If you want to take in the fantastic views and make this your final destination, you can turn around here or if you desire, walk back to the junction, take the right fork and make your way along the meadow. Soon the trail starts dropping down to go underneath a rocky cliff then loops across the face of the ridge and bends around to more spectacular views of Mt. Hood. This is another good choice for a turnarouind spot. From here the trail climbs fairly steeply near the spine of the ridge.

Finally you get to a nice spot after working you way across a treacherous little ridge. There is a small mountain meadow here. You can hear streams in the distance and nearby you can see the Sandy Glacier to the right and the Elliot Glacier on the left side of the ridge.

From the top of the ridge, you can work your way down some snowfields and rocks to where melted snow comes out, then follow the stream to where it passes through a wildflower meadow and cascades down a rock face. From there, keep fairly level and follow the valley past some nice flat areas which are good for camping sites. You should find a way trail that will take you through a rock field and allow you to scramble up the hill a bit and reconnect with the trail.

The rest of the review will be coming soon.

Link to Photos

Switchback Steve


(Read More... | Dayhikes | Score: 0)

Dayhikes: Dillon Falls, OR
Monday, April 28 @ 09:26:15 PDT by (250 reads)
Day hikes in the Northwest.Drew writes "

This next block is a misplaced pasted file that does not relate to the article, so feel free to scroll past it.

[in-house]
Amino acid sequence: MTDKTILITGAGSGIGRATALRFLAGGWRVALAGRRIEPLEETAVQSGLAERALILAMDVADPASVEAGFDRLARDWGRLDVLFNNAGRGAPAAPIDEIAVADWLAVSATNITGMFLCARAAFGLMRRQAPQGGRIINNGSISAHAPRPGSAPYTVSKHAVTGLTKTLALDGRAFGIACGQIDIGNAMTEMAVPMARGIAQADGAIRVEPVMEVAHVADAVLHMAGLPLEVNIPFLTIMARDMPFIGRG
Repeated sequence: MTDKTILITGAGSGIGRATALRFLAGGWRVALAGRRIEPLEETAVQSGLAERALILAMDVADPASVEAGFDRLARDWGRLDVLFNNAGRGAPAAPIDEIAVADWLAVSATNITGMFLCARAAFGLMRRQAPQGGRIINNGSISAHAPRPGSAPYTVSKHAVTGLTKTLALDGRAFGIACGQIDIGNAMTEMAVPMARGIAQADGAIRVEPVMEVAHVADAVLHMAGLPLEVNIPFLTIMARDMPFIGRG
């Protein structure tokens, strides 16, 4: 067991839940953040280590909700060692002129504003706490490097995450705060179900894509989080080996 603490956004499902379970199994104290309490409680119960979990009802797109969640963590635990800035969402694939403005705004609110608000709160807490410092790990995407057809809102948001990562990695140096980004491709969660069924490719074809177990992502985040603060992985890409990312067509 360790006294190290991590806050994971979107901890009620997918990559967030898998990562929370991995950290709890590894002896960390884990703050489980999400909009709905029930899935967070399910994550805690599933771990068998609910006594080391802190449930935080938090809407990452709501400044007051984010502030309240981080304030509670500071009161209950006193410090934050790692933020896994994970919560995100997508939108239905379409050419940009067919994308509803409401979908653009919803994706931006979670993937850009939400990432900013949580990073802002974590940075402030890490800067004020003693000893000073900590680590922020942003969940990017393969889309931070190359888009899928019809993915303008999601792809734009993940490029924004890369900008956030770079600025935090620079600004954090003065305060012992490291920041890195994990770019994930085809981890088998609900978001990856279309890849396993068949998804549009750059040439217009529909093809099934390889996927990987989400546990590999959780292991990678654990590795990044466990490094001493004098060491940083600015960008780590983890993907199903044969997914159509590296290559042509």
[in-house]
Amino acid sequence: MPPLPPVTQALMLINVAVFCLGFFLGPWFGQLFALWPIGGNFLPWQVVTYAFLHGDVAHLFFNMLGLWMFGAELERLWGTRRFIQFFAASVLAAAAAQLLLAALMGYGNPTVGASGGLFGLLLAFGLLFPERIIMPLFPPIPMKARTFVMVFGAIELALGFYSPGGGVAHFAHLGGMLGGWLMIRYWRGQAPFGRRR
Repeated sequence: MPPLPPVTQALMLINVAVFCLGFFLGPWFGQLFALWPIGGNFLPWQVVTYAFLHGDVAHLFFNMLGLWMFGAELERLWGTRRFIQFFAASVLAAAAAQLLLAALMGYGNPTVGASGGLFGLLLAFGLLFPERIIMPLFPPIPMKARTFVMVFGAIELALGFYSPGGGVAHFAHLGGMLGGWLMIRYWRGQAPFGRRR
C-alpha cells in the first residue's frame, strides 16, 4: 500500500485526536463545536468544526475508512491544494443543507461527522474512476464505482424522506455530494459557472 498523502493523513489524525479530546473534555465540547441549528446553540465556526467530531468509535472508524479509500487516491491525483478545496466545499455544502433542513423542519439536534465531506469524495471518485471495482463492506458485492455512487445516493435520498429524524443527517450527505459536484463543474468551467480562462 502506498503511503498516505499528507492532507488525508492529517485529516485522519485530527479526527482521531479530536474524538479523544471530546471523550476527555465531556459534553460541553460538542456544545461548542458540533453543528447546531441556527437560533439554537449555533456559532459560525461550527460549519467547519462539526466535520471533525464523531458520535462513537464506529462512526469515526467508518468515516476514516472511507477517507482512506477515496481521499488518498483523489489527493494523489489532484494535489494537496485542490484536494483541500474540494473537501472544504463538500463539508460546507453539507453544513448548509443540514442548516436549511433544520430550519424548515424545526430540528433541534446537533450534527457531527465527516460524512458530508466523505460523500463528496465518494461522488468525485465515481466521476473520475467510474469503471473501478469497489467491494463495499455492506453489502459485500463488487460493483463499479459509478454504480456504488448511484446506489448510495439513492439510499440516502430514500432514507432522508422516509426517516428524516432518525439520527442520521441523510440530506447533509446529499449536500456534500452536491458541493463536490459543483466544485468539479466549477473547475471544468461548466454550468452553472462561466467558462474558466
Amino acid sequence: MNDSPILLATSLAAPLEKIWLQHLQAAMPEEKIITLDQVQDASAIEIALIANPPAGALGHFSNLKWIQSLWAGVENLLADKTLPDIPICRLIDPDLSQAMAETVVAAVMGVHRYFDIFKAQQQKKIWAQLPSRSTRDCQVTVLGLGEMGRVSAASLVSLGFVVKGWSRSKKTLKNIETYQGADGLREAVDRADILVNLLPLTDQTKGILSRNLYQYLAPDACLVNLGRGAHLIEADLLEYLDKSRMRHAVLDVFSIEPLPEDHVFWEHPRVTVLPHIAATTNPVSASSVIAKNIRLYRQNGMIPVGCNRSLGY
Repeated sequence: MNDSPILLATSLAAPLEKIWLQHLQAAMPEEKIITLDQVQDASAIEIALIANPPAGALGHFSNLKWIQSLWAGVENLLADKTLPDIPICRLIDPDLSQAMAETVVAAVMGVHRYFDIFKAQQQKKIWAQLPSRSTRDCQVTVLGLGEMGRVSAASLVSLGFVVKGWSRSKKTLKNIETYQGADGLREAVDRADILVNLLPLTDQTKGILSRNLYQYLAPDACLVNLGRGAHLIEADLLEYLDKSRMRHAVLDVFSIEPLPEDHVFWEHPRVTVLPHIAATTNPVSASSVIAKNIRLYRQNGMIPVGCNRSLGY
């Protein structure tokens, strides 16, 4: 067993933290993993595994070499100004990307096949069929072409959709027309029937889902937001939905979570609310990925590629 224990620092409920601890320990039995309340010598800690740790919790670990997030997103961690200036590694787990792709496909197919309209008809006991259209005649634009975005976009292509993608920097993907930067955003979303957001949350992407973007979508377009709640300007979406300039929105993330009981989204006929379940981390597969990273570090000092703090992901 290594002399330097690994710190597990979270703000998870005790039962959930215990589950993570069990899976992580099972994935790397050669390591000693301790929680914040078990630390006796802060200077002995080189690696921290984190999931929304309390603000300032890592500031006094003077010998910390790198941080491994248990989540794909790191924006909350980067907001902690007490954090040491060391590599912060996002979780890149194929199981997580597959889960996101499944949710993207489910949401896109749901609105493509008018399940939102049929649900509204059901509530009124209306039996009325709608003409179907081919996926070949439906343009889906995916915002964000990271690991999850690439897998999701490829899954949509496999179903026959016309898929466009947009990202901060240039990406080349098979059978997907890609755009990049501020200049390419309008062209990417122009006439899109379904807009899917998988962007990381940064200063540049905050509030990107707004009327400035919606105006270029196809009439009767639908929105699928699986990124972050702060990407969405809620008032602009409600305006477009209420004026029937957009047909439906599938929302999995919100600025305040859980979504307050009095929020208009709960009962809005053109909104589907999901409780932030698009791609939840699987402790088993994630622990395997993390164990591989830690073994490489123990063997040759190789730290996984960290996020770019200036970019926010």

Vicinity Location: The trailhead is about 125 miles southeast of Portland, Oregon in the Deschutes National Forest. 

From Portland, drive to Bend, about 175 miles. From Bend, drive south onto Cascade Lakes National Scenic Byway passing through several traffic circles. After the last traffic circle, continue on Cascade Lakes Highway / SW Century Dr for about 5 miles.

Turn left onto Dillon Falls Rd / NF-41 and continue for 2.6 miles.

Turn left onto Forest Road 4120 for .5 mile, and take the left fork to head south for 1 mile on Forest Road 4120 100. The road leads to a parking area just upstream from the falls.

There is a restroom at the trailhead.

From May 1 through September 30 $5 daily permit or a Northwest Forest pass is required. No on-site purchase for permits. No permits are needed to park between October 1st and June 30.

Dogs are allowed and have to be on-leash from May 15th to September 15th.


Deschutes River Trail.

There is no geocache on this trail, but there is farther up the Deschutes River Trail.

Trail Maps:
Topo MapDownload Garmin .gpx file

Length and Elevation:
1.3 miles roundtrip. Elevation at the trailhead is 4,050 feet. Elevation gain totals 100 feet. Total gain and loss is 200 feet. Highest elevation is 4,050 feet. 

Review: April 17, 2014.
Dillon Falls was named after Leander Dillon, a homesteader from the late 1800’s. The trail goes north towards Dillon Falls with a short side-trail to the river’s edge. Here the river spits water into the air during the spring runoffs. The river races over a series of small waterfalls and quickly drops about 10 and into a narrow canyon. Over the next quarter mile the river drops about 50 feet more. Follow the trail along the rim of the cliff as the Deschutes River is squeezed into a quarter-mile long chasm that is 40 to 60 feet wide. There are several nice views looking both upstream and downstream at the churning water.

After following the trail downstream for about .25 mile, there is a trail junction with steps leading to a trail that continues downstream along the bottom of the lava cliffs. Follow this for as long as you like. It eventually rejoins the upper trail.

The river fans out at the end of the canyon and this is a good place to turn around and return up the stairs.

Back at the junction, wander a bit more downstream for more nice views of the Deschutes